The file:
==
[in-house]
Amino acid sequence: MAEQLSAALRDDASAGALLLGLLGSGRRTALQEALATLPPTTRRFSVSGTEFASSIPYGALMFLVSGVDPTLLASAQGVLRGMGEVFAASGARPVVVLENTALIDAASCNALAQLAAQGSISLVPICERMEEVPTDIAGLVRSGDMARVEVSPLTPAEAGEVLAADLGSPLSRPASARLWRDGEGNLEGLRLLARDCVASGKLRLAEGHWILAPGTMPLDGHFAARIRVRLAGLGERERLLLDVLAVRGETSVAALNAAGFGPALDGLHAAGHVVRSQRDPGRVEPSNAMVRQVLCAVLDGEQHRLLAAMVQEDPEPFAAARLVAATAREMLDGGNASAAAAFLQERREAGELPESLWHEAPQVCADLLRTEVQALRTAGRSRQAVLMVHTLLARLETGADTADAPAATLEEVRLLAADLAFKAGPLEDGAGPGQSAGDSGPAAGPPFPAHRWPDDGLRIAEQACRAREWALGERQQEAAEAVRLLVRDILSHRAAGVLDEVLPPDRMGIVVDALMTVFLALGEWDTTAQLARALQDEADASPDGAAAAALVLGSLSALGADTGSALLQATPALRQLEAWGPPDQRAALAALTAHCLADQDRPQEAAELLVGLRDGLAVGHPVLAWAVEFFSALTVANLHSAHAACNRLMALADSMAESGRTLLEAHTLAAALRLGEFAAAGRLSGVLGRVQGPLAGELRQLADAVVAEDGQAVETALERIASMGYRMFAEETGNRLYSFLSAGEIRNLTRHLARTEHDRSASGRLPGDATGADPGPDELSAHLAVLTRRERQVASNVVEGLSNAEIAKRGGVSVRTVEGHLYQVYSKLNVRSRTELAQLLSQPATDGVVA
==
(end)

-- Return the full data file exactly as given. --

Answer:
[in-house]
Amino acid sequence: MAEQLSAALRDDASAGALLLGLLGSGRRTALQEALATLPPTTRRFSVSGTEFASSIPYGALMFLVSGVDPTLLASAQGVLRGMGEVFAASGARPVVVLENTALIDAASCNALAQLAAQGSISLVPICERMEEVPTDIAGLVRSGDMARVEVSPLTPAEAGEVLAADLGSPLSRPASARLWRDGEGNLEGLRLLARDCVASGKLRLAEGHWILAPGTMPLDGHFAARIRVRLAGLGERERLLLDVLAVRGETSVAALNAAGFGPALDGLHAAGHVVRSQRDPGRVEPSNAMVRQVLCAVLDGEQHRLLAAMVQEDPEPFAAARLVAATAREMLDGGNASAAAAFLQERREAGELPESLWHEAPQVCADLLRTEVQALRTAGRSRQAVLMVHTLLARLETGADTADAPAATLEEVRLLAADLAFKAGPLEDGAGPGQSAGDSGPAAGPPFPAHRWPDDGLRIAEQACRAREWALGERQQEAAEAVRLLVRDILSHRAAGVLDEVLPPDRMGIVVDALMTVFLALGEWDTTAQLARALQDEADASPDGAAAAALVLGSLSALGADTGSALLQATPALRQLEAWGPPDQRAALAALTAHCLADQDRPQEAAELLVGLRDGLAVGHPVLAWAVEFFSALTVANLHSAHAACNRLMALADSMAESGRTLLEAHTLAAALRLGEFAAAGRLSGVLGRVQGPLAGELRQLADAVVAEDGQAVETALERIASMGYRMFAEETGNRLYSFLSAGEIRNLTRHLARTEHDRSASGRLPGDATGADPGPDELSAHLAVLTRRERQVASNVVEGLSNAEIAKRGGVSVRTVEGHLYQVYSKLNVRSRTELAQLLSQPATDGVVA